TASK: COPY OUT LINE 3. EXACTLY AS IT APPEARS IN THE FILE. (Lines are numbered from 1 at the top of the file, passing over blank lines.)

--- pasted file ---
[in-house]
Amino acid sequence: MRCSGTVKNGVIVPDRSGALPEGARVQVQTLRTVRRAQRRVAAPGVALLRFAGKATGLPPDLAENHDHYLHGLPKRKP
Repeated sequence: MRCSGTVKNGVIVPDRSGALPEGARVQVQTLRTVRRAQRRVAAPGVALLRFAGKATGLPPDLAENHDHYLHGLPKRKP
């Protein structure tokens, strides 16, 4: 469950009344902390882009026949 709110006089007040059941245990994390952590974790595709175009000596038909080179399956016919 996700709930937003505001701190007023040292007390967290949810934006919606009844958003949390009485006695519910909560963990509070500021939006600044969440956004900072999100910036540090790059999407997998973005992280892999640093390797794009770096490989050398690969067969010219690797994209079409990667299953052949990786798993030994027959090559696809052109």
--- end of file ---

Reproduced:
Repeated sequence: MRCSGTVKNGVIVPDRSGALPEGARVQVQTLRTVRRAQRRVAAPGVALLRFAGKATGLPPDLAENHDHYLHGLPKRKP